She’s right.  The Academy has absolutely no control over the slate of films that are released in a given year; they can only nominate and vote on what’s presented to them.  Of course, that’s of little consolation when 60% of the movie going public could not name a single Best Picture nominated film.  It also doesn’t help that the share of viewers has continued to drop year after year.  And, this celebration has been no exception.

la-la-land“La La Land” was expected to sweep all 14 of its nominations.  That was mathematically impossible with its two Best Original Song nominations.  History was made though:  Damien Chazelle finally broke the record for the youngest-ever Best Director winner, which was held for 85 years by Norman Taurog, director of the 1931 film “Skippy,” who was 32 years, 260 days old when he won.  In more modern times, Sam Mendes won for “American Beauty” at the age of 34.  Parents:  start them young!

Beside the mathematical impossibilities, a micro-budget independent film stood in its way.

Barry Jenkins’ “Moonlight” was the “little engine that could” as it trucked along the BAFTAs, the Golden Globes, the Spirit Awards, of which I was happy to have been a voter of and finally, its seven nominations a tribute to the exceptional production values in place given its $1.5 million budget.  A24 must be, literally, over the moon.

None of this takes away from any of the other seven nominees.  I was fortunate to have seen all nine films; some before they received a general release, some because my local theater chain is exceptional at getting these films as early on as the studios will allow.  This is also the first year where I was able to see all but one of the Best Foreign Language films; I had a soft spot for “A Man Called Ove” and “Toni Erdmann”.  However, “The Salesman,” despite the obvious global-political stance its win represented, was one of the more richly layered films I saw last year.  Finally, this was also the first year that I was able to see all but one of Best Animated films.  I had a soft spot for “Kubo and the Two Strings”.  The winner, “Zootopia” was a compelling look at social messages married with solid animation.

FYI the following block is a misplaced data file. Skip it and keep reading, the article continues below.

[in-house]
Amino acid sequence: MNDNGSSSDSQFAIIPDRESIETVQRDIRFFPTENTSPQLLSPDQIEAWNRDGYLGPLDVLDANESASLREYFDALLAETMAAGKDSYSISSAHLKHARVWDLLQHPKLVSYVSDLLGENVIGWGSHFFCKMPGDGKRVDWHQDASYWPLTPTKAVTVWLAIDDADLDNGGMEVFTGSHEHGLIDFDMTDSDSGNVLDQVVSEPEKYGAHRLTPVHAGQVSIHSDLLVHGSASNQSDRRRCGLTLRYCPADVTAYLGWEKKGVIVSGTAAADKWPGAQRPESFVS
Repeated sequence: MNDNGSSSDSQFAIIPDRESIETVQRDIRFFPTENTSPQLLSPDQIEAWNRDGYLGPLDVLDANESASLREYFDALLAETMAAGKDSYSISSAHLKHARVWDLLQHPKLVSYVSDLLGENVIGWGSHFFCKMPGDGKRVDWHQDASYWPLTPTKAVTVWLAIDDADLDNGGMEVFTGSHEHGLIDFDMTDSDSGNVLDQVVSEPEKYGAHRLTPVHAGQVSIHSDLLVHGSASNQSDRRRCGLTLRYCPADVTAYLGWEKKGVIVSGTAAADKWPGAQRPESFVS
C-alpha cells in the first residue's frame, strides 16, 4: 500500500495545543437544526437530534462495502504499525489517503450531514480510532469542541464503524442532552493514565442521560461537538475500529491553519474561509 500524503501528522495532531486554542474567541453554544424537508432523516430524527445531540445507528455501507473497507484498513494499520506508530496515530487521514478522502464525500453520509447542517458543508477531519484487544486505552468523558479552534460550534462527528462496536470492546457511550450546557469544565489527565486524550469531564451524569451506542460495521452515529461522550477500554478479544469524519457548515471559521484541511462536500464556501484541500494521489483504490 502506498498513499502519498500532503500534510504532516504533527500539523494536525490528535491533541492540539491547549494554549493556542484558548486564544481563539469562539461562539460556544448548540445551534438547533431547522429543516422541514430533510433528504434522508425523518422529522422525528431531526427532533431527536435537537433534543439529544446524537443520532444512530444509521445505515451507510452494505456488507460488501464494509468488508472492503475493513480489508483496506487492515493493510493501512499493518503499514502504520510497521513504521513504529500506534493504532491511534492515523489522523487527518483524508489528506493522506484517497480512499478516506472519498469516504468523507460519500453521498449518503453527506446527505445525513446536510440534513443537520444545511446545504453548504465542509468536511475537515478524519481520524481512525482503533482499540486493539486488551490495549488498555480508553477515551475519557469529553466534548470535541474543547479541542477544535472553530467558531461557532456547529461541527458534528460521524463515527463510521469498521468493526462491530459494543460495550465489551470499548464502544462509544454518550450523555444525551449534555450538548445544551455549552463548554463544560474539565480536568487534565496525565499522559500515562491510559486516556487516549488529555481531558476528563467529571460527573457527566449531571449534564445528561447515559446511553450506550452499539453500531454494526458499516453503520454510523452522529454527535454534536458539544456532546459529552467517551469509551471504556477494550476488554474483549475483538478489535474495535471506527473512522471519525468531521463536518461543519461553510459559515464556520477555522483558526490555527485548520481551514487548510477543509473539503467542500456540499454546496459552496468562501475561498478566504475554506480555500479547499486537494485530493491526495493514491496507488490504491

While the ongoing feud between Mr. Kimmel and Matt Damon played out, another duel manchesterbythesea_trailermeandered on. Amazon Studios’ “Manchester by the Sea,” of which producer Mr. Damon was a Best Picture nominee was also nominated for Best Original Screenplay, Best Supporting Actor, Best Supporting Actress and Best Actor.  It won Screenplay and Best Actor.  Meanwhile, Netflix was nominated and won in the Best Live Action Short category for “The White Helmets”.  George Clooney is working on a feature-length film based on this award-winning work.   Although significant, Amazon’s win should be a signal to Netflix that their strategy may need to be broadened.  While I anticipate that Netflix won’t budge and Amazon will continue to pick up the bigger accolades, the feud between Messrs. Kimmel and Damon also remains unresolved.